The current (some say "dumbed down") Technician class question pool has a
question on tower grounding. There's no reference given (I would like to
T0B11 (C) What is considered to be an adequate ground for a tower?
C. Separate 8 foot long ground rods for each tower leg, bonded to
the tower and each other
[mailto:email@example.com] On Behalf Of Jim Lux
Sent: Thursday, January 04, 2007 7:11 AM
To: firstname.lastname@example.org; Richard W. Solomon; email@example.com
Subject: Re: [TowerTalk] Antenna/Tower Grounding (Lightning Protection)
At 08:52 PM 1/3/2007, firstname.lastname@example.org wrote:
> Below are some nuggets of wisdom I've gathered from reading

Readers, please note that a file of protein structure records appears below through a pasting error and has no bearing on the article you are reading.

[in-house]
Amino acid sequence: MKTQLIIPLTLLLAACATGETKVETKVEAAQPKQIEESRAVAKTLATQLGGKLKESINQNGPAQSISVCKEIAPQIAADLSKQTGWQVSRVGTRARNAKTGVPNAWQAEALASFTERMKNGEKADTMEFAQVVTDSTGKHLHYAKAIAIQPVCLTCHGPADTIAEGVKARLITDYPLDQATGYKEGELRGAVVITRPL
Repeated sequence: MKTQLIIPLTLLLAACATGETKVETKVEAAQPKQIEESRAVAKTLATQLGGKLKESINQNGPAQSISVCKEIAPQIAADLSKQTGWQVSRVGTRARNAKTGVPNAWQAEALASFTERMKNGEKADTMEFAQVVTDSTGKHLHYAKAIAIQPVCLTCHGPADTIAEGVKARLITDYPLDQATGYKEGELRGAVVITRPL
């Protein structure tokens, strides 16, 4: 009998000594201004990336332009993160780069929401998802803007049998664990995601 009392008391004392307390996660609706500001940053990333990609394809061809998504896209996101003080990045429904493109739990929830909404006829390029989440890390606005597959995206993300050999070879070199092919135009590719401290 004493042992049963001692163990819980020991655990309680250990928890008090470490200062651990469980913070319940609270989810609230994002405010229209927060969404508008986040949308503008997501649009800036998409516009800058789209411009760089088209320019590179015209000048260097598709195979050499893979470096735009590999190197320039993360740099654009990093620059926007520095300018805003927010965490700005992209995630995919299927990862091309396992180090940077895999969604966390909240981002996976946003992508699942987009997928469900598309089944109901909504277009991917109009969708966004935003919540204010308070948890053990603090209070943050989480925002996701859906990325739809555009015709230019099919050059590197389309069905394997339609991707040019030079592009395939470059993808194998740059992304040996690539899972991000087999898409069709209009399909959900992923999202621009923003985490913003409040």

> the postings on this reflector over the years.
>1. You cannot protect the tower, antennas and rigs from a direct
>lightning strike. You can only attempt to minimize the damage if
>2. Your tower ought to have at least one ground wire, minimum of
>#8 gauge wire, to one ground rod within two feet of each tower
>leg. The latest version of the National Electrical Code mandates
>two ground rods and two wires at each leg.
Really? Which code? The 2005 NEC is silent on towers, per se. Art
810.15 says masts and metal structures shall be grounded in
accordance with 810.21. 810.21 just has the stuff about the size of
the wire, straight line runs, protection of the connections, and what
can serve as a grounding electrode.
Art 820 (CATV etc) has very similar provisions.
Maybe you're thinking of some lightning protection code? Or a
recommendation of a manufacturer?
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